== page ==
Since the Supreme Court began its recent foray into the issue of patent eligibility over the past few years, lower courts and the PTO have been struggling to adapt, all too often to the unjustified detriment of patentees. So said the Intellectual Property Owners Association (IPO) in a recent filing with the Court of Appeals for the Federal Circuit, asking the full court to rehear a recent decision and assess patent eligibility more appropriately by regarding claims in their entirety, not as fragmented elements.
Unlike questions of whether an invention warrants a patent because it is sufficiently new or non-obvious, the question of patent eligibility asks whether an invention is even of a type intended for patenting in the first place. The Supreme Court has said that some inventions are excluded from patenting, or ineligible, because patenting them unduly “preempts” or “ties up” such things as abstract ideas, natural phenomena, or laws of nature that should remain free for all people’s use. Some of its more recent rulings have been applied expansively by lower courts to exclude from patenting previously eligible inventions that apply natural phenomena, natural laws, etc., that were previously considered patent eligible. One example is Ariosa v. Sequenom, a case currently on appeal to the Federal Circuit (consolidated Case Nos. 14-1139, -1144), where a three-member panel of the court found the patent at issue invalid for ineligibility. The patentee has asked the full court to rehear the case on the grounds that the panel, as have the PTO and many other courts in recent years, over-extended the Supreme Court’s exclusions from patenting and the patent regime would be further damaged if the panel’s decision stands. In a brief written by HRFM attorney Teige Sheehan, Ph.D., IPO supports the patentee’s request for rehearing and urges the full Federal Circuit to correct this over-extension and provide guidance for a more limited application of the patent-ineligibility doctrine the better comports with the Supreme Court’s guidance.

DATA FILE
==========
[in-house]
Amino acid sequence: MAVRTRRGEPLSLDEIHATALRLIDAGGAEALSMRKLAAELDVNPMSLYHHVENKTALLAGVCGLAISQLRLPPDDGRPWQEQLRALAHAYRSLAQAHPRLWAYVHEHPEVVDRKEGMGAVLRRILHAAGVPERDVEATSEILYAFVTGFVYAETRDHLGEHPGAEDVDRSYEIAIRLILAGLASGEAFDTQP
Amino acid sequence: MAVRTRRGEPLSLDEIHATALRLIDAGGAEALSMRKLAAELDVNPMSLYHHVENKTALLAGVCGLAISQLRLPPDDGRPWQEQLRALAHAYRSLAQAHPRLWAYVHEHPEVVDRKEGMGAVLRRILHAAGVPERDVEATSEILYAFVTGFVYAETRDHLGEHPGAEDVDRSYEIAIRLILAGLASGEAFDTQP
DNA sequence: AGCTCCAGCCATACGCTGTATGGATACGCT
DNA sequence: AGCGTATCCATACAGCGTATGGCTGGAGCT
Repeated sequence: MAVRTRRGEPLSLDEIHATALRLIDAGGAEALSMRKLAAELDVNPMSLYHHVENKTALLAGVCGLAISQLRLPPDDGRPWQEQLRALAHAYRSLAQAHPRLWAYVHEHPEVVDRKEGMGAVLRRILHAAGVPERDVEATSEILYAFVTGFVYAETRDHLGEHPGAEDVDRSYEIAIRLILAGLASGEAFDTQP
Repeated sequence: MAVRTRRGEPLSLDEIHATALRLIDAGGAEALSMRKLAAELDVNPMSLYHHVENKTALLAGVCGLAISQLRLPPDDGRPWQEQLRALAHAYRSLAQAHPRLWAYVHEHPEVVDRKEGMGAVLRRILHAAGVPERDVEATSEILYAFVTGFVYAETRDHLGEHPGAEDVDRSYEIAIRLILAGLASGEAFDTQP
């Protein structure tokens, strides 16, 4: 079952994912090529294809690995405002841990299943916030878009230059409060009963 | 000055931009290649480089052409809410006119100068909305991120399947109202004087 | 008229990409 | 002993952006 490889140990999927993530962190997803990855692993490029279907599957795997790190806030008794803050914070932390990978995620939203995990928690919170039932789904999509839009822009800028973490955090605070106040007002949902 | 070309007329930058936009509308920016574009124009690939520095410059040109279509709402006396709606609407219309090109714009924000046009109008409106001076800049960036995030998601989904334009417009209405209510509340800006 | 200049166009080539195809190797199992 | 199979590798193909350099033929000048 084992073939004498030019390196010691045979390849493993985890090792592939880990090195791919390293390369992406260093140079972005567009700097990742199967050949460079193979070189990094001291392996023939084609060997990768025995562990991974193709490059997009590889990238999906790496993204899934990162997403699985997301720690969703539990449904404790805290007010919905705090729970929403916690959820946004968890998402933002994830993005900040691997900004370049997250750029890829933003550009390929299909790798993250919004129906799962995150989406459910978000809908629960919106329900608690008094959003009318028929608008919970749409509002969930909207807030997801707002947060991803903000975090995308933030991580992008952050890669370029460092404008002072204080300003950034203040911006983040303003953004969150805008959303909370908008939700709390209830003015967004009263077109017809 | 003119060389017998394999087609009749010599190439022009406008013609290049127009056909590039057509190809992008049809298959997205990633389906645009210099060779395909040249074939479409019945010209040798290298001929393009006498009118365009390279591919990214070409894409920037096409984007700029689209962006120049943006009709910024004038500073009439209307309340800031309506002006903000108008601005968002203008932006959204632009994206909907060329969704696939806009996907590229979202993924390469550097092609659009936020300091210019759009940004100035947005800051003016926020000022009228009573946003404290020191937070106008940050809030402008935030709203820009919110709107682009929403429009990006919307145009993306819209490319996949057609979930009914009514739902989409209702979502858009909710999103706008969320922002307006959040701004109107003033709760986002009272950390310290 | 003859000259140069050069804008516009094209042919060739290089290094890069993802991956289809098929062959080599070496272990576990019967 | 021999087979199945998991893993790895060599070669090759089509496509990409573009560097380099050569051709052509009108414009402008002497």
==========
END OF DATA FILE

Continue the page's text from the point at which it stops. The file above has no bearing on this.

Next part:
The inventors here discovered that the blood of a pregnant woman contains genetic material from the fetus she is carrying. Building on this discovery, they patented a method for prenatal screening using a blood test, significantly safer than previous methods, like amniocentesis, which pose health risks to the fetus. Although the Federal Circuit panel agreed that the new test “revolutionized prenatal care,” it held that it was ineligible for patenting because the presence of fetal genes in pregnant women’s blood was a natural phenomenon and the patent claims did not include sufficiently more than this ineligible subject matter to be valid. IPO argues that the panel erred in its eligibility assessment by inappropriately breaking the claimed method down into its individual parts, rather than analyze the claims as a whole as the Supreme Court requires, thereby “miss[ing] the forest for the trees.” It also argued that the panel inappropriately disregarded evidence submitted by the patentee that other groups had made use of the existence of fetal genes in pregnant women’s blood with methods that did not infringe the patent, meaning the claims did not “unduly preempt” the natural phenomenon. If the Federal Circuit grants the request that the full bench rehear the appeal, it may invite further briefing to advise it on how to more appropriately apply Supreme Court precedent in assessing patent eligibility.